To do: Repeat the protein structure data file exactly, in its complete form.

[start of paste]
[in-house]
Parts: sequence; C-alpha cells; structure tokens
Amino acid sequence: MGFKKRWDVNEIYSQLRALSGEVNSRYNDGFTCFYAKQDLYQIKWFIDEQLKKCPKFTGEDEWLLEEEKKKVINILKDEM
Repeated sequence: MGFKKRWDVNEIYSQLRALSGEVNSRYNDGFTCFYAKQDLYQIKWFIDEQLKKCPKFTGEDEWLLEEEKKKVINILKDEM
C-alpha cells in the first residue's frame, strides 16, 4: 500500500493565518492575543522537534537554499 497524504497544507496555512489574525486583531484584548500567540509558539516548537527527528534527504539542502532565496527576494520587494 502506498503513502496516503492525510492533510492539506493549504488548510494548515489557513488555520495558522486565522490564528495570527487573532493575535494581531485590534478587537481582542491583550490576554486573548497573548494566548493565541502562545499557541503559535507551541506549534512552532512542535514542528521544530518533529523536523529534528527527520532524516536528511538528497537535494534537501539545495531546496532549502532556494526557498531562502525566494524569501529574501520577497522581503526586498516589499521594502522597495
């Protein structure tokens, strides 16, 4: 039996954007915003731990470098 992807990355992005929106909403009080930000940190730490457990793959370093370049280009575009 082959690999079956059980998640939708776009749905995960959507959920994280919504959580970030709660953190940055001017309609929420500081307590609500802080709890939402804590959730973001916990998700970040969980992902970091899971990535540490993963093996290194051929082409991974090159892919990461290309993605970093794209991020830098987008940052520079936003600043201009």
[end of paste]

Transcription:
[in-house]
Parts: sequence; C-alpha cells; structure tokens
Amino acid sequence: MGFKKRWDVNEIYSQLRALSGEVNSRYNDGFTCFYAKQDLYQIKWFIDEQLKKCPKFTGEDEWLLEEEKKKVINILKDEM
Repeated sequence: MGFKKRWDVNEIYSQLRALSGEVNSRYNDGFTCFYAKQDLYQIKWFIDEQLKKCPKFTGEDEWLLEEEKKKVINILKDEM
C-alpha cells in the first residue's frame, strides 16, 4: 500500500493565518492575543522537534537554499 497524504497544507496555512489574525486583531484584548500567540509558539516548537527527528534527504539542502532565496527576494520587494 502506498503513502496516503492525510492533510492539506493549504488548510494548515489557513488555520495558522486565522490564528495570527487573532493575535494581531485590534478587537481582542491583550490576554486573548497573548494566548493565541502562545499557541503559535507551541506549534512552532512542535514542528521544530518533529523536523529534528527527520532524516536528511538528497537535494534537501539545495531546496532549502532556494526557498531562502525566494524569501529574501520577497522581503526586498516589499521594502522597495
């Protein structure tokens, strides 16, 4: 039996954007915003731990470098 992807990355992005929106909403009080930000940190730490457990793959370093370049280009575009 082959690999079956059980998640939708776009749905995960959507959920994280919504959580970030709660953190940055001017309609929420500081307590609500802080709890939402804590959730973001916990998700970040969980992902970091899971990535540490993963093996290194051929082409991974090159892919990461290309993605970093794209991020830098987008940052520079936003600043201009």